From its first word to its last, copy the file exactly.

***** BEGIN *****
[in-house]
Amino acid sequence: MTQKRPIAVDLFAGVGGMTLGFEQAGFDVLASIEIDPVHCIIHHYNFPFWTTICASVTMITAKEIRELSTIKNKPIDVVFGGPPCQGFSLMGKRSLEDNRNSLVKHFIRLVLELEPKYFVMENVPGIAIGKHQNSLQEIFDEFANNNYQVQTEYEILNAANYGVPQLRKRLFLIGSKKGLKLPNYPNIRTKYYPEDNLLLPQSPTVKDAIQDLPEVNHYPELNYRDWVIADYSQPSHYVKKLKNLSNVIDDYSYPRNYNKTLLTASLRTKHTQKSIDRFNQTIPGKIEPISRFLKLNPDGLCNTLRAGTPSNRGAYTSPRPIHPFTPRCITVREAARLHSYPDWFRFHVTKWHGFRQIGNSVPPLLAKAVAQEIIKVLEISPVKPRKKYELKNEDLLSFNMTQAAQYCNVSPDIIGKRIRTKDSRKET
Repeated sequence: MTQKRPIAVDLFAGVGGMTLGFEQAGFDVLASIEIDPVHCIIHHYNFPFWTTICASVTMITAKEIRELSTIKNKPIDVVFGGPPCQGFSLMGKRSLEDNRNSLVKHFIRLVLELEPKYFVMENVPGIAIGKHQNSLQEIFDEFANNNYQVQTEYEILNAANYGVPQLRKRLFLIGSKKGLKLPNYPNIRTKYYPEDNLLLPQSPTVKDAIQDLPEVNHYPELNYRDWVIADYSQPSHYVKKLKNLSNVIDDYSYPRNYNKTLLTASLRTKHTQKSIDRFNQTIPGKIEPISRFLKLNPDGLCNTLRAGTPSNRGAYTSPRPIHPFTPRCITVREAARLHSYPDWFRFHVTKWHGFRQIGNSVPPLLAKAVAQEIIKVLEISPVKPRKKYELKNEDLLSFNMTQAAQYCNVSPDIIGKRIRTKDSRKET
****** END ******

[in-house]
Amino acid sequence: MTQKRPIAVDLFAGVGGMTLGFEQAGFDVLASIEIDPVHCIIHHYNFPFWTTICASVTMITAKEIRELSTIKNKPIDVVFGGPPCQGFSLMGKRSLEDNRNSLVKHFIRLVLELEPKYFVMENVPGIAIGKHQNSLQEIFDEFANNNYQVQTEYEILNAANYGVPQLRKRLFLIGSKKGLKLPNYPNIRTKYYPEDNLLLPQSPTVKDAIQDLPEVNHYPELNYRDWVIADYSQPSHYVKKLKNLSNVIDDYSYPRNYNKTLLTASLRTKHTQKSIDRFNQTIPGKIEPISRFLKLNPDGLCNTLRAGTPSNRGAYTSPRPIHPFTPRCITVREAARLHSYPDWFRFHVTKWHGFRQIGNSVPPLLAKAVAQEIIKVLEISPVKPRKKYELKNEDLLSFNMTQAAQYCNVSPDIIGKRIRTKDSRKET
Repeated sequence: MTQKRPIAVDLFAGVGGMTLGFEQAGFDVLASIEIDPVHCIIHHYNFPFWTTICASVTMITAKEIRELSTIKNKPIDVVFGGPPCQGFSLMGKRSLEDNRNSLVKHFIRLVLELEPKYFVMENVPGIAIGKHQNSLQEIFDEFANNNYQVQTEYEILNAANYGVPQLRKRLFLIGSKKGLKLPNYPNIRTKYYPEDNLLLPQSPTVKDAIQDLPEVNHYPELNYRDWVIADYSQPSHYVKKLKNLSNVIDDYSYPRNYNKTLLTASLRTKHTQKSIDRFNQTIPGKIEPISRFLKLNPDGLCNTLRAGTPSNRGAYTSPRPIHPFTPRCITVREAARLHSYPDWFRFHVTKWHGFRQIGNSVPPLLAKAVAQEIIKVLEISPVKPRKKYELKNEDLLSFNMTQAAQYCNVSPDIIGKRIRTKDSRKET